Let’s refer back to our example of the onboarding project and why there was such a slow start at the beginning. It’s important to evaluate why your team only completed a handful of tasks (instead of the 10 tasks you planned for) during those first three days. 

After having this conversation with your team, you might uncover that they didn’t have enough required information and had to spend time gathering additional details. Moving forward, you now recognize that you need to host a stronger project kickoff meeting and use a templated project brief in order to better assist your team. This way, they will be equipped with everything they need to hit the ground running from day one. 

2. Prevent Team Burnout 

Remember, the goal of your burndown chart is to follow the “ideal” line as closely as possible—meaning tasks should be accomplished at a consistent pace. 

That steady approach helps you and your team eat the elephant one bite at a time, rather than dealing with the frantic cram session to finish your project before the deadline. When

concentrated and stressful bursts of work become the norm, everything feels urgent and you run the risk of experiencing team-wide overwhelm that eventually leads to burnout. 

Research from LinkedIn learning states that 70% of employees identify their workloads as their biggest driver of stress at work. This is a good sign that managers need to take steps to understand bandwidth and maintain realistic expectations. A burndown chart helps you spread project work out evenly—rather than everybody scrambling to get over the finish line. 

3. Deliver Projects On Time 

Finally, the biggest benefit of them all: Your burndown chart can help you and your team wrap up your projects on time, rather than watching helplessly as your deadline slips through your fingers.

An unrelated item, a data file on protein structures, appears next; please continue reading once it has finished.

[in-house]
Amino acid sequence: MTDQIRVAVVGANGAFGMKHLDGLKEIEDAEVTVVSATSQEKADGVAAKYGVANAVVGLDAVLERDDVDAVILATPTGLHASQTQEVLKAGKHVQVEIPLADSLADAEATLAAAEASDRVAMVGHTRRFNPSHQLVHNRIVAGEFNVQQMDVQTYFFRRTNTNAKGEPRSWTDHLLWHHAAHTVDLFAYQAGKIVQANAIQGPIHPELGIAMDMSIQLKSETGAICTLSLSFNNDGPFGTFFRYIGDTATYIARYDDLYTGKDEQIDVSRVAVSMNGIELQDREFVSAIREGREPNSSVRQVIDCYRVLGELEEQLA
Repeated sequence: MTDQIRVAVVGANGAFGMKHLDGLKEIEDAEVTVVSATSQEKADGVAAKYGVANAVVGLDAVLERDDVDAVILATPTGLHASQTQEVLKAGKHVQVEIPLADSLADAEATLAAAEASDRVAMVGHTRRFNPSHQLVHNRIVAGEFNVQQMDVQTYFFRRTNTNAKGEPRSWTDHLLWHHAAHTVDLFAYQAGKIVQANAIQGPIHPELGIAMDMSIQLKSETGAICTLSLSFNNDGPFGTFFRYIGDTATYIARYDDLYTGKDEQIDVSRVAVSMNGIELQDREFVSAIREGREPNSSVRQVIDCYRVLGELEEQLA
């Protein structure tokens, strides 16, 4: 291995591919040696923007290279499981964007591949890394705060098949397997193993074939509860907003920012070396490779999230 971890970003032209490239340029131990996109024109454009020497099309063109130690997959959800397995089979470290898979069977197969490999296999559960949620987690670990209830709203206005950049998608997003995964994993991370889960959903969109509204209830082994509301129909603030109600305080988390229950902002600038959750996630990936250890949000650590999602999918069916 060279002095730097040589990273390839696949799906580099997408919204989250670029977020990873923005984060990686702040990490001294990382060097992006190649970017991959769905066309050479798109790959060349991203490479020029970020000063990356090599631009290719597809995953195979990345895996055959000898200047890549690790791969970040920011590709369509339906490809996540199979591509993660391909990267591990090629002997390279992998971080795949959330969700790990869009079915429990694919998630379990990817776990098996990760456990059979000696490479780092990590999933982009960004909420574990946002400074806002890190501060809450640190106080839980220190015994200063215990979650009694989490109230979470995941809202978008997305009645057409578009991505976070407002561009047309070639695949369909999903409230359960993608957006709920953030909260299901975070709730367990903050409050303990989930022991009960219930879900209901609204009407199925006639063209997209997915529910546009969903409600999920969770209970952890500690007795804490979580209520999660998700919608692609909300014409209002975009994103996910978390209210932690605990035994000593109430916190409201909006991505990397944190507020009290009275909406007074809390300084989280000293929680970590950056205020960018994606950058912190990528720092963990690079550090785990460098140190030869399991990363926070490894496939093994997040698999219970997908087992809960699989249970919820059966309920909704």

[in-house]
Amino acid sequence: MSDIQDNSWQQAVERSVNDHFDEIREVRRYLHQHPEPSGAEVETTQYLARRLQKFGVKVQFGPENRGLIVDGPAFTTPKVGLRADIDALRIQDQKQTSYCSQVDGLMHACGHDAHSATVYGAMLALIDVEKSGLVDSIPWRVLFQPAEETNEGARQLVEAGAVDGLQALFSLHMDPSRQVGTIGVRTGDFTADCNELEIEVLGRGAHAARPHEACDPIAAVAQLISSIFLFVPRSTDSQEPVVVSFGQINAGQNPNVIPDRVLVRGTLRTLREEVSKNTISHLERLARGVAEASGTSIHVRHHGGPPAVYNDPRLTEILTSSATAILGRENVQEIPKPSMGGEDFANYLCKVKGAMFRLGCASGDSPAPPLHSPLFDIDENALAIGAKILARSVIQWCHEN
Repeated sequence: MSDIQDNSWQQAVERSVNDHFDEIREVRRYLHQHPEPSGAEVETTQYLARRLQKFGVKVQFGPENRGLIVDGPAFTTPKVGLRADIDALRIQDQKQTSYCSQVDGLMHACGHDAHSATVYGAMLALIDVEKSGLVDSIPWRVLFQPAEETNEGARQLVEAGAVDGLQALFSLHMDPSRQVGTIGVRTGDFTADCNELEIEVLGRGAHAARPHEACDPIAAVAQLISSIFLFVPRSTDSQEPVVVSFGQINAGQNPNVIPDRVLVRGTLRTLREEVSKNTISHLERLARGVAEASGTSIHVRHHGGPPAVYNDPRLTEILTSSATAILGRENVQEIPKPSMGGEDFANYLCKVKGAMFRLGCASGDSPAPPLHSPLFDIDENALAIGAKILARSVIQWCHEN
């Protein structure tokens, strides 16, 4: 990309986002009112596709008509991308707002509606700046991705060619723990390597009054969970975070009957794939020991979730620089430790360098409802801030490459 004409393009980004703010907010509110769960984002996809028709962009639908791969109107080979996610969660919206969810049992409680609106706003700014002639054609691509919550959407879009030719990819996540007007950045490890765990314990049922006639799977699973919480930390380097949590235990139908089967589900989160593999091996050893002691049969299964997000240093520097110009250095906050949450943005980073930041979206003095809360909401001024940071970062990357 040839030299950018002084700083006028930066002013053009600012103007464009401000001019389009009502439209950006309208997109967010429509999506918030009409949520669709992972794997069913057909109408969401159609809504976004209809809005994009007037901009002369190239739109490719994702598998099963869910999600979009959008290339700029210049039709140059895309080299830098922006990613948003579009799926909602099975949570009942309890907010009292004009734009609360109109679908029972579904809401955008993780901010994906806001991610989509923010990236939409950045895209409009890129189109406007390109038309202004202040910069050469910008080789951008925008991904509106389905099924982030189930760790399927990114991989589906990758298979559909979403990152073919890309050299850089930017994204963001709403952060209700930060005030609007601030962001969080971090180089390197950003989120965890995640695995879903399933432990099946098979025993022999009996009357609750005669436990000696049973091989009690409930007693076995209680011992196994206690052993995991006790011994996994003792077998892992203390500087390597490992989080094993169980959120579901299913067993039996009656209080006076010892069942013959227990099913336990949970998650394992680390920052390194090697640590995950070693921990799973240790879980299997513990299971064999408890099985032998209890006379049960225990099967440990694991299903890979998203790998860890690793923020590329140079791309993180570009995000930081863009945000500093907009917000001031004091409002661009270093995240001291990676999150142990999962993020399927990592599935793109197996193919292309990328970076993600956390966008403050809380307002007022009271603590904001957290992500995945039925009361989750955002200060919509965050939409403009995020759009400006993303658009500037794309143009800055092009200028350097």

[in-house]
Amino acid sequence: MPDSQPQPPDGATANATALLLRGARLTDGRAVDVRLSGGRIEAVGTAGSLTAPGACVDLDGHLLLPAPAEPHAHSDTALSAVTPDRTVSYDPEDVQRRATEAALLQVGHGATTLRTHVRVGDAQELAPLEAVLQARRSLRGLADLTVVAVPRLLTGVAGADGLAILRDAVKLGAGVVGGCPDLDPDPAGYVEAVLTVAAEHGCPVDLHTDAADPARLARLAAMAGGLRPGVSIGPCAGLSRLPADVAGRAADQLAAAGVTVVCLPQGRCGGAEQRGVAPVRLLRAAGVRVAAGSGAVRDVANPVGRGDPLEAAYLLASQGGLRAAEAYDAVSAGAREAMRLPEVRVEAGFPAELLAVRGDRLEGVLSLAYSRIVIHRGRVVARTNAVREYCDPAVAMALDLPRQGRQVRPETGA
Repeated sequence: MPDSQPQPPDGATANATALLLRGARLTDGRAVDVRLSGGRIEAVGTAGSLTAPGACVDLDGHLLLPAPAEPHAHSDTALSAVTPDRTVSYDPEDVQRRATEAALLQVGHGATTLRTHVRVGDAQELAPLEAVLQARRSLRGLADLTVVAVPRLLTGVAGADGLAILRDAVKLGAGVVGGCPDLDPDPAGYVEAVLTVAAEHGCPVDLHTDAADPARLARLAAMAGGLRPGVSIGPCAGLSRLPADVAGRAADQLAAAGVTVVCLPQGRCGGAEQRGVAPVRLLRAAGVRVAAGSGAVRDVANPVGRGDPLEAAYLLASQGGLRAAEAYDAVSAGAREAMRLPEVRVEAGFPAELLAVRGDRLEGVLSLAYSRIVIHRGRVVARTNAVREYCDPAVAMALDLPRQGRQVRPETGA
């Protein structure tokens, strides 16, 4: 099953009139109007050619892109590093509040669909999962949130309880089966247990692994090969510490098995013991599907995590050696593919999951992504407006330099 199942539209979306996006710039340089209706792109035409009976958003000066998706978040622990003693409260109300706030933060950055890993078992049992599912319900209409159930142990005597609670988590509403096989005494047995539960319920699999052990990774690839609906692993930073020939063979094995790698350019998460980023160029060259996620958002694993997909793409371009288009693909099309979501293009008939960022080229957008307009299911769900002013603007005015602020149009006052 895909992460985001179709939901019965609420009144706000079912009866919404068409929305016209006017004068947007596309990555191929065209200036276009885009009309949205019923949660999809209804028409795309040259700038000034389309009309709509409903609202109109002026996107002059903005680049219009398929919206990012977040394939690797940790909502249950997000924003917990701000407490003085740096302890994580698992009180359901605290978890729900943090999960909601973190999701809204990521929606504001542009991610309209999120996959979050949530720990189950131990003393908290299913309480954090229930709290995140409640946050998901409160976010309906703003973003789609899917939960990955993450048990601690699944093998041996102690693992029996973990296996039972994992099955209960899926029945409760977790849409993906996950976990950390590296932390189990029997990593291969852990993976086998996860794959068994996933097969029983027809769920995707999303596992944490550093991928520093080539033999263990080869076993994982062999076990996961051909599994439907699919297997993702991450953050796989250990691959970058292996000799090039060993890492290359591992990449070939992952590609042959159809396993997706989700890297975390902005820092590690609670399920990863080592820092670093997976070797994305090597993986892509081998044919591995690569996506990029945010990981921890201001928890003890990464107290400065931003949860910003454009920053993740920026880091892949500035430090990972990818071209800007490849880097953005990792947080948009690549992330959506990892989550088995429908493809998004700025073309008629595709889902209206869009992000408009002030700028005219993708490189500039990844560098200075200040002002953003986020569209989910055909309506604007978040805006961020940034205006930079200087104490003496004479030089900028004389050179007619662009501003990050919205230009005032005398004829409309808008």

Your burndown chart is an easy reference point to see how much work you’re accomplishing and how much you still have left to go. 

If you see that you’re ahead of schedule (meaning your “actual” line is dipping below your “ideal” line), you know you have some wiggle room to take your foot off the gas if necessary. If you’re behind (meaning your “actual” line is hovering above your “ideal” line), this indicates that your team needs to play catch-up.

In short, your burndown chart is a guide that allows you to keep a close eye on your project’s timeline and workload. It helps you act accordingly so that you treat your deadline as a rule—not a suggestion.

How To Set Up Your Own Burndown Chart 

You’re sold on the perks of a burndown chart, and you want to use one for your next project. Let’s take a look at what you need to get started.

You can create your burndown chart manually using Google Sheets or Excel by plotting your timeline and the total tasks (or hours of tasks) required for completion. 

However, creating a burndown chart directly within Trello is easier, faster, and more accurate. There are two different Power-Ups that will help you do this: 

Burndown for Trello 

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 Burndown Charts by Corrello  

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Both options make it simple to create and view a burndown chart directly within your Trello board. They’ll walk you through the specific instructions to create your chart within your board, but in general, it works like this: 

  • Add the Power-Up to your board
  • Select the lists that should be included in your chart
  • Customize your notifications and save your settings

Once you complete these steps, you can click “burndown chart” in the board menu and view your new board. The chart will update as you move cards along in your board, so you will always have an accurate representation of your team’s work—without a ton of manual work required.

Understand What’s Been Done (And What’s Left To Do)

Now that you have an overview of burndown charts, you probably know enough to plan out your projects. However, stopping at the planning stage is a lot like creating a budget and assuming the simple act of having that spreadsheet will fill up your savings account.

In order to manage your projects effectively, you need to keep a watchful eye on your progress. 

A burndown chart is a simple way to do just that. Using one will help you improve your processes, steer around bottlenecks, and ultimately deliver high-quality projects by (or, cough, even ahead of) the deadline. 

What is a burndown chart and how do you use one?